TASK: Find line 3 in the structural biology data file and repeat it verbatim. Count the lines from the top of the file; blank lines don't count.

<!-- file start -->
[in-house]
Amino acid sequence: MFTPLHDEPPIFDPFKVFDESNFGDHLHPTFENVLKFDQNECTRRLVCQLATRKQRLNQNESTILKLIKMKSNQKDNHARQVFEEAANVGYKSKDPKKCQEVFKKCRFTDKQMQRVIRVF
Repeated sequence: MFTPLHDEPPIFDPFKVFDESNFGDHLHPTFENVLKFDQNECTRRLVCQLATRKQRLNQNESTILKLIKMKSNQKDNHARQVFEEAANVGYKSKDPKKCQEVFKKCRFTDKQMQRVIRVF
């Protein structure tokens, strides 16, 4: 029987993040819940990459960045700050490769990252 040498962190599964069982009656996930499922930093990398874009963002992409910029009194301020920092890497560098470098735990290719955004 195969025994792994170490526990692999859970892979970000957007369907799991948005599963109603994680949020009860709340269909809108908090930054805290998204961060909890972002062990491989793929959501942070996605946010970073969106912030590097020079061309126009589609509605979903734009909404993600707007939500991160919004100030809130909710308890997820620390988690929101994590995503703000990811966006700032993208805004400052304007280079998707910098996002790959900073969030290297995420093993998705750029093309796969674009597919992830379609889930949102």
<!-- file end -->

Repeated sequence: MFTPLHDEPPIFDPFKVFDESNFGDHLHPTFENVLKFDQNECTRRLVCQLATRKQRLNQNESTILKLIKMKSNQKDNHARQVFEEAANVGYKSKDPKKCQEVFKKCRFTDKQMQRVIRVF